Bankers take the money and run

Feb 27 2006 by Brian Amble Print This Article

If you thought that a fat bonus cheque can buy the loyalty of your employees, think again. A new survey suggests that more than half of those working in London's financial services sector are planning to look for a new job once they have received their annual bonuses.

Despite one of the biggest bonus rounds of recent years, a survey by recruitment firm The Blomfield Group found that almost six out of 10 (57 per cent) of London's bankers are either "certain" or "very likely" to change jobs within the next six months.

Almost a quarter more Ė 22 per cent Ė said it was "possible" that they would be moving on in the near future.

It is a similar story in Ireland, where six out of 10 (61 per cent) indicated that they were planning to change jobs. In the Scotland, the proportion was 53 per cent.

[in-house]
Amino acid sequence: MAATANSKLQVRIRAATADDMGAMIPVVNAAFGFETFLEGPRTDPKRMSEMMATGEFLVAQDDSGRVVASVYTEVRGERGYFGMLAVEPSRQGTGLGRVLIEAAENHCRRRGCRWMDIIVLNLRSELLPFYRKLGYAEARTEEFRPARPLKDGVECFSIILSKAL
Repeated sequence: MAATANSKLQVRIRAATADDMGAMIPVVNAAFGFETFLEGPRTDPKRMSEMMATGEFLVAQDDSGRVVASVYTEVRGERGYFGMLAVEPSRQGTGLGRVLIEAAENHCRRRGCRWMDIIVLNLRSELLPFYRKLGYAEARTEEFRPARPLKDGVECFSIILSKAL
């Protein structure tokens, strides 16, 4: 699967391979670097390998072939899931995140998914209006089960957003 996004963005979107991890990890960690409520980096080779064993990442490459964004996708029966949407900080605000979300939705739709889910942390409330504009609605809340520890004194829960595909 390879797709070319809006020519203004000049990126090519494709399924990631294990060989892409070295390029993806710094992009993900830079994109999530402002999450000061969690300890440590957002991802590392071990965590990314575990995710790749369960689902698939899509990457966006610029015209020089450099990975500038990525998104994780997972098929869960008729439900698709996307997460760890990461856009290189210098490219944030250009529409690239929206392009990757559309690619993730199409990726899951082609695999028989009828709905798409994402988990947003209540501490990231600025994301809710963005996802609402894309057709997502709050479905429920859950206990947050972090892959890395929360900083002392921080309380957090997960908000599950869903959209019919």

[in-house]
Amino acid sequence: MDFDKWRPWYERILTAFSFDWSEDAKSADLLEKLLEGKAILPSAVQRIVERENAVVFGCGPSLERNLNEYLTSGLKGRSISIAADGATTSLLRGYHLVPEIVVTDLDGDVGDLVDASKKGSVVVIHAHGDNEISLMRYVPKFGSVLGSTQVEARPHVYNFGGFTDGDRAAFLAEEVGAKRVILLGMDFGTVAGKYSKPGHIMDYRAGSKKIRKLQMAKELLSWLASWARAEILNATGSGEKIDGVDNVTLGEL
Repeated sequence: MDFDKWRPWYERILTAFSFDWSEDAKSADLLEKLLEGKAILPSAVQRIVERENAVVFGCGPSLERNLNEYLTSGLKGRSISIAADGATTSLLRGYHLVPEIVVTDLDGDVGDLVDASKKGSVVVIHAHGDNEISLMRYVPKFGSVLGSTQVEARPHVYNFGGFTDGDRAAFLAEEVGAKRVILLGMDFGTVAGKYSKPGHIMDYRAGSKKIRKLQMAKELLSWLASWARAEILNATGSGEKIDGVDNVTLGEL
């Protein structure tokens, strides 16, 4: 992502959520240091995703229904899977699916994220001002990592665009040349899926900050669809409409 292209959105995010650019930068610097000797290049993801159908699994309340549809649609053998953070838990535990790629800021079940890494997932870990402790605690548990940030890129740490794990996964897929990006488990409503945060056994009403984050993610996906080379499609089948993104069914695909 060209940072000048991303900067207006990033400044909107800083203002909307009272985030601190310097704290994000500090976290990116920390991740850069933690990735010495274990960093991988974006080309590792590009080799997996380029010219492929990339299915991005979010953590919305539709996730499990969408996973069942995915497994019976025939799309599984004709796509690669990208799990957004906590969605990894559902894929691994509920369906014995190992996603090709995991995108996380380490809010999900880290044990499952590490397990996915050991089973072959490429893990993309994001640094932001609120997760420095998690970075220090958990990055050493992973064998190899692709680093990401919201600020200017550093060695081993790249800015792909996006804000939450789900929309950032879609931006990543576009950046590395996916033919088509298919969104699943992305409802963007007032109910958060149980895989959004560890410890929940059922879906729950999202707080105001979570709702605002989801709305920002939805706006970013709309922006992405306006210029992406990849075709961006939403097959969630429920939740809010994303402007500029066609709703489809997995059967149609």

Figures from another recruiter, Morgan McKinley, have suggested that

seven out of 10 City employees expect their 2005/2006 bonus to be higher than they were in 2004 Ė with a quarter hoping to receive double what they did last year.

But with a buoyant job market and growing skills shortages, Blomfield Group says that any notions of loyalty have been replaced by a "take the money and run" attitude among high-flyers who are acutely aware that their skills are in high demand.

Banks where payouts have been lower than expected could face major retention headaches, with many staff at Dresdner Bank believed to be particularly disappointed with their bonuses for the last year.

Others have tried to stamp down on senior staff defecting by increasing notice periods or deferring a proportion of bonus payouts.

But as Blomfield's Tara Ricks pointed out, in a candidate's market, any pent-up desire fro change from staff who have been waiting to get their bonus is likely to explode over the next few months.

"On average, there are only eight candidate applications for every 10 jobs available," she said. "There are particular candidate shortages in banking operations, insurance, life and pensions and in investment banking, sales and trading."

The number of new jobs advertised in financial services across the UK and Ireland has almost doubled from 12,625 in December to 23,875 in January, she added.